I've been meaning to try this for a long time, after getting BeOS to work on the PowerCenter. Actually, I now realise I haven't even posted about that... I promise to do that later. Anyway, I'd recently been scouring the vintage column on eBay and trundled across a beautiful jewel-cased 2-CD version of TurboLinux 1.1 for PowerPC (original site). There was absolutely no one bidding on it, so I took that and a camera for a Raspberry Pi, of which I'll tinker with later.


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For those who want a copy of the ISOs, I've dumped them via the instructions here. Of course, if you're inside TurboLinux (Inception?) then you can't use isoinfo as it doesn't exist. Instead, I loaded into Mac OS 9 and loaded up Adaptec Toast to get the data. Actually, I loaded up Toast to make a toast-formatted ISO. But instead, toast just 'stopped' when I asked it to save a disc image. Either way, dd worked with the parameters that Toast provided and I even managed to use a burnt copy to run the final install... how else to test?

CD Images and somesuch...

A note on the images above, they were built with dd on ppc linux (TurboLinux 1.1 at that!) and they failed to burn with PowerISO. Somehow ImgBurn succeeded.

To get this up-and-running, I needed to put my PowerCenter 180 back together. I'd recently scavenged a few parts to get the AV Power Mac 6400 running (oh crap, that's another post that never happened) and so slapped RAM back in this machine and a second spare 50-pin SCSI drive.

Note that there's already some great tutorials online. This LinuxPPC Installation Guide by Jérôme Cornet helped me tremendously.

Preparing the SCSI drive

I could've/should've changed the order of this post... but for those playing at home who just want to get this installed and working, you'll want to set up your drive correctly first! When I was first tinkering, I happened to do it in the reverse order: slap the drive in and start the Linux install... I don't recommend this as the partitioning tool doesn't really like 'weird' disks. I had issues when trying to re-write the partition tables on PC formatted drives, to the point where some would prevent the machine from even booting.

To get started, you'll need a totally separate SCSI HDD from your Macintosh install (if you have one) to get TurboLinux going in a PowerCenter. On my specific machine, the OpenFirmware boot screen stays black, so I actually don't know if there are options there, or if the quik bootloader (installed at the end of the process) actually work. If they do, then you may be able to get away with one HDD, if the bootloader let's you back into Mac OS. Or maybe Boot-X will work, I'll test that at the end of the article.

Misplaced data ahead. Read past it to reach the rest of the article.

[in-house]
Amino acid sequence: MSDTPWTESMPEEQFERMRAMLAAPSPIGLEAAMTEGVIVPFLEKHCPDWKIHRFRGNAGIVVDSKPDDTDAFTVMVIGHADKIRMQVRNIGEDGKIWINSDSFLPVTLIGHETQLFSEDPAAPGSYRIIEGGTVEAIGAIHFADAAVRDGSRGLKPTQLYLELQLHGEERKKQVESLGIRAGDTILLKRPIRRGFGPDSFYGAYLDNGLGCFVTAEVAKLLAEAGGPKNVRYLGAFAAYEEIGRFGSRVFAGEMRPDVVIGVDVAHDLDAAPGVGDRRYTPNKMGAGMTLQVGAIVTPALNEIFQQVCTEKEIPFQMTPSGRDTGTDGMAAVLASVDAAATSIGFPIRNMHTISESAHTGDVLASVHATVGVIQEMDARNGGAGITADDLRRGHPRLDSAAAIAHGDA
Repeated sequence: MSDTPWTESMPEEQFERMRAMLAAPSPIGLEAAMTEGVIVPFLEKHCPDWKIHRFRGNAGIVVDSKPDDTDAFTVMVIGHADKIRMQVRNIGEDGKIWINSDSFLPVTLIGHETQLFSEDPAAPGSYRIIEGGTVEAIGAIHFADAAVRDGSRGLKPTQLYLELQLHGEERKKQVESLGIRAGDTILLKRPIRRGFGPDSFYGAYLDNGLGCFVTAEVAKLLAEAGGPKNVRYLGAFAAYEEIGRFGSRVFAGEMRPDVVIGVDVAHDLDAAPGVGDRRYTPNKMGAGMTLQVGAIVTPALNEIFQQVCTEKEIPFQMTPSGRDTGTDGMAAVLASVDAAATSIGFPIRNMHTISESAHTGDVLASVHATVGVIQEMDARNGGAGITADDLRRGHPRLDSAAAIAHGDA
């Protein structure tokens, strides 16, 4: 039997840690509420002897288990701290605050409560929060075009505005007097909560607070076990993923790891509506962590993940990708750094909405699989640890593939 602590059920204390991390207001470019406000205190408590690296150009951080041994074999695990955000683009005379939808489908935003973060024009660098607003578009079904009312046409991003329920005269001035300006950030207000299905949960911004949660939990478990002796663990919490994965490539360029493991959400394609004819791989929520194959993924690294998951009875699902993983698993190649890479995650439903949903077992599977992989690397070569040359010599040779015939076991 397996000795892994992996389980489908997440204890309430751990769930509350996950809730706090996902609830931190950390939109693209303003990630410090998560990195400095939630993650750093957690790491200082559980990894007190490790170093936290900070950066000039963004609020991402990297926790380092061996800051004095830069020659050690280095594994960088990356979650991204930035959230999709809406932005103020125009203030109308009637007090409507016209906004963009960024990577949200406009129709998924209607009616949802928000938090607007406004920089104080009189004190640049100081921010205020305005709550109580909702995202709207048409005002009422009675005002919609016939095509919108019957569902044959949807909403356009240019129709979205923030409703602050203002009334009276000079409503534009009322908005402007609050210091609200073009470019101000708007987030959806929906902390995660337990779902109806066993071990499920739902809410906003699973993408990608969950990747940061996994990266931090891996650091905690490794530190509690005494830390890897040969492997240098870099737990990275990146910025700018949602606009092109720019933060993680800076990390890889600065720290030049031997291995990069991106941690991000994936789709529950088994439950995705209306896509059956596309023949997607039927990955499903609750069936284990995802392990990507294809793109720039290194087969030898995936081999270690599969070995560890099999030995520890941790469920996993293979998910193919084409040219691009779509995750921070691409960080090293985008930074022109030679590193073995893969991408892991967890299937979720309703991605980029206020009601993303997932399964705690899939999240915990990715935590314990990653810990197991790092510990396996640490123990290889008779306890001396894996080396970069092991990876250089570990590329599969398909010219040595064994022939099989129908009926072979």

Anyway, I grabbed a spare Seagate 2.1gb drive and installed it as SCSI ID 0. I then downloaded FWB Hard Disk Toolkit 4.5.2 and formatted it. Finally, the drive was partitioned with one 2gb root partition and one swap partition. I found that there are errors if the root partition is over 2gb, so please make it no larger. Note that you cannot use the LinuxPPC partition type. I tried this first and TurboLinux will just tell you that your drive isn't prepared. Instead, you have to choose custom and then type in Apple_UNIX_SVR2 as the partition type, for your swap partition also! The installer then distinguishes the partition by name, so make sure, as above, you call them root and swap!

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Note that I didn't low-level format the drive the first time and managed to muck up the whole drive when attempting my first install. This was because I'd created a 4gb root partition and the system reported that it was out of space!? I then used pdisk in the installer and somehow whacked the drive to the point where it started reporting that it was only 1gb in size. Because of all this, I can only recommend that you simply start fresh with a low-level-formatted clean disk.

Grab your Linux CD

TurboLinux requires a 1.44mb floppy to boot the installer. Make sure you have a clean Macintosh-formatted floppy available. Note that during the install, it managed to fail when copying installer.coff file over to the floppy. I Ok'd out of the error and just copied the file manually. In hindsight, you should eject the floppy now! I then re-ran the installer, skipping the copy-to-floppy, and it turns out the final step afterwards is 'double-clicking' on the Install Linux icon that it's put on the desktop...

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So, that Install Linux icon just loads up a preset into the Boot Variables control panel. This was installed by the TurboLinux installer and is just a GUI to manipulate OpenFirmware's settings. The preset it loads is to boot installer.coff file from the floppy drive. Double-click the link on the desktop and then choose Write & Reboot. It'll ask if you're ready to reboot. Eject the floppy now (if you haven't followed the above advice) and hit Yes. As soon as you press the button, slap that floppy disk back in. I took my time to do this the first time and got nothing but a black screen! Turns out my machine was sitting at the OpenFirmware prompt, but I couldn't see it and had no idea what was going on. At this point, as that I hadn't ejected the floppy, it got ejected as part of the reboot process (without me noticing), and OpenFirmware just baulked at a command to boot from a floppy disk when there was nothing in the drive.